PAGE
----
Thank you for commenting and letting us know what you currently do.

      1. I surely do miss those old computer programs like WordPerfect that had automatic back-up. I always did back-up, and doubled down after losing my final exam essay in Historiography…the computer ate my homework just doesn’t fly as an exucuse. 🙂

      2. I want to back it up electronically, but also print it out on paper. I am still a big advocate of good old paper. The expense of that would be huge though, in printer ink. I will look into having something published when and if I get the money and time.

  8. Hi Hugh. Isn’t it nice when we can visit old posts through the search, lol. Ok, I was just reading an article on backing up and I thought of your post, so I came back and read some comments here. My hosting company backs up my blog nightly, but we all know the more back up the better. I followed your directions, simple enough months ago, and I too never received an email with a nice neat link and a choice where to store. I have tons of individual loose folders, one by one loaded to my Dropbox all on its own. Because the language is geek, I don’t even know what’s what if I needed to retrieve, or what I should delete to make way for the next back up. My Dropbox is in a serious disarray because of WP content files all over the place. So, no emails, no permission asked where we’d like to download, and eating up precious space on my Dropbox. Not pretty, lol. Hence, I haven’t backed up again. 😦

    1. Hi Debby,

      Your comment reminded me to do a backup – lol. I’ve just performed one again and I’ve got the email from WordPress with the link to click on to save the backup. The link is only valid for 7 days so, right after this, I’ll be clicking on it and saving the backup.

      Now, I’ve looked into this again and found the attached.

      https://en.support.wordpress.com/export/

      The quick version is that the backup only works for those that use to host their blog. If you are confident that the company you use to host your blog is doing the backup, then you’re safe. However, I would recommend you contact them and find out exactly how they back the contents of your blog up, what they would do if your blog content was lost and ask if there is anything else you need to be doing.

      Whilst WordPress tell me that they do backup the contents of my blog, they do recommend that I also perform a backup (which I’ve now done thanks to you 😀). Your hosting company may well do something similar. Once you’ve found out I’d then recommend you get rid of all those unwanted folders.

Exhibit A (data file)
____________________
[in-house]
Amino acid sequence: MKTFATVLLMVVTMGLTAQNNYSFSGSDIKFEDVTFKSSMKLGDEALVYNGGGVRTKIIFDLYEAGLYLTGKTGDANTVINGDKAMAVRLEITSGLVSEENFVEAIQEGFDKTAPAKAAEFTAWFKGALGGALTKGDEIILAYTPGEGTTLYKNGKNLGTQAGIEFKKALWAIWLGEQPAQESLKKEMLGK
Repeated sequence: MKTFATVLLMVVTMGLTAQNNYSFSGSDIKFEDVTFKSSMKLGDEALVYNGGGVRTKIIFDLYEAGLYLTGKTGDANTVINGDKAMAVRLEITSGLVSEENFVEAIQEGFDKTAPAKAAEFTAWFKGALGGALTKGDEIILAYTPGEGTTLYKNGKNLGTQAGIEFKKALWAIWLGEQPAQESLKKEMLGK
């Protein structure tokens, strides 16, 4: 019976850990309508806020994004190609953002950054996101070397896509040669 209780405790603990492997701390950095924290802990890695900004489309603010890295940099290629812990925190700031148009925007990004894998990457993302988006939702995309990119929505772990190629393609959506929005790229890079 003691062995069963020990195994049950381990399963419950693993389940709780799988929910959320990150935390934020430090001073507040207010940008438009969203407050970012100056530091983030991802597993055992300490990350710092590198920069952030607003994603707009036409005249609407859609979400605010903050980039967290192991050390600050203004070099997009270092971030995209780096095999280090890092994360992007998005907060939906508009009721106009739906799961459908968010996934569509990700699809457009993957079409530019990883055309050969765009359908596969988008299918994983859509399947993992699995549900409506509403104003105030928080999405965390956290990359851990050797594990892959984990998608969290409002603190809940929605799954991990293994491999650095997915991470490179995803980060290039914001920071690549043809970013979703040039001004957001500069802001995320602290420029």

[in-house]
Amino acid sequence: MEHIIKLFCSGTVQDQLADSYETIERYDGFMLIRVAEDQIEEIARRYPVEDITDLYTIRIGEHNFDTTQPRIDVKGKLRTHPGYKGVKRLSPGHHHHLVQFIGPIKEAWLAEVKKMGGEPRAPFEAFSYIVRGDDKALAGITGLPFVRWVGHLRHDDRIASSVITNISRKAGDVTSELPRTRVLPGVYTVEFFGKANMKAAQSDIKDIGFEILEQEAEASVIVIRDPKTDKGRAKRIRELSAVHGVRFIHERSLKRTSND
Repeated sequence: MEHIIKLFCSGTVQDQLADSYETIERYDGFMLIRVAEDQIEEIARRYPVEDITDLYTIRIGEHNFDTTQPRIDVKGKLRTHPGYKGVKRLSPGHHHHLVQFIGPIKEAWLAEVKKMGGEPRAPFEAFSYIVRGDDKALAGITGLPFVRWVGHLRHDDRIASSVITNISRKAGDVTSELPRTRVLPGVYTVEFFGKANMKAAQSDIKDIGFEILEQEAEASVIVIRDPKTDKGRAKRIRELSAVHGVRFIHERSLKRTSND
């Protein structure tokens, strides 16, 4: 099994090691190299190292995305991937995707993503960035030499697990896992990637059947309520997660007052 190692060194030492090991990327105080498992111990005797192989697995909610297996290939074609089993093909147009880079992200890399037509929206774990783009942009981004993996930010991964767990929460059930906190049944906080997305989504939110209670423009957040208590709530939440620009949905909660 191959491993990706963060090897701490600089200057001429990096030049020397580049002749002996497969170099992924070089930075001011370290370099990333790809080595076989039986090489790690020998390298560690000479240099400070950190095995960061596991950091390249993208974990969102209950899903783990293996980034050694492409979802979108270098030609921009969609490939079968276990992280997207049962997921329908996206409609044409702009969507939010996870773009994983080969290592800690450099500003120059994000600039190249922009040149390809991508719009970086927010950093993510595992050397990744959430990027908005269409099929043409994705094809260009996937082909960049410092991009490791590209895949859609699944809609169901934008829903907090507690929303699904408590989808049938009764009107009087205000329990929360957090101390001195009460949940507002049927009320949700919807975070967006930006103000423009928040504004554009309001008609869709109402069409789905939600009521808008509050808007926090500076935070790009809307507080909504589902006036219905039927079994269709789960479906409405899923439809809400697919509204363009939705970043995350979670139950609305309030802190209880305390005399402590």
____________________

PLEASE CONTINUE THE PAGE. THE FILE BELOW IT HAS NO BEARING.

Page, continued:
I hope that helps, even if only a little. 😀

      P.S – Let’s hear it and cheer for those older posts that lurk deep with the archives of our blogs. 😀

      1. Lol, you crack me up Hugh! Thanks for being such a sweetie and sharing your experience. Yes, I’ve been rest assured a few times, in fact every time I call my host for one thing I like to double check I’m safe with nightly backups. But one can never be considered too safe in this technical bubble we live in. I had a good chuckle at ‘let’s hear it for older posts that lurk deep in the archives’. No truer words. Do you know how many times I’ve searched my own posts for something? They aren’t called archives for nothing! LOL xo:)

        1. Absolutely, Debby. I even refer to my own older posts. I’ve sometimes found posts that I’d completely forgotten about. They are gold nuggets, especially when reposted and introduced to new followers (and those followers that forgot). 😀
          xx

        2. So true. Of course, if we’ve forgotten, naturally others have. But also, things we post may not have applied to a reader’s life at the time and then suddenly they’re looking for that info. 🙂 xo

  9. Thank you Hugh! I dind’t know you could do this on WP. I’ve been backing up all my posts manually on Word as I post them, and then saving them to USB as well. But this option saves a lot more. Appreciate it 🙂

    1. Backing up everything onto a USB stick is something I recommend. Many bloggers have told me that they save all their posts onto the hard drive of their computer as well. That’s very useful for publishing the posts elsewhere on the internet and, providing the hard drive is backed up, those posts will never get lost.

  10. Thanks for sharing this post, Hugh. I remember having a mild panic attack when I saw the theme colours and menu get messed up last year. I guess it was somewhere around the same time. I got in touch with WordPress support and he assured me that it was a software update. But, it was scary. I’ve got to get the blog backed up, but most of the online videos seem complicated. Your post makes it simple! Thanks once again.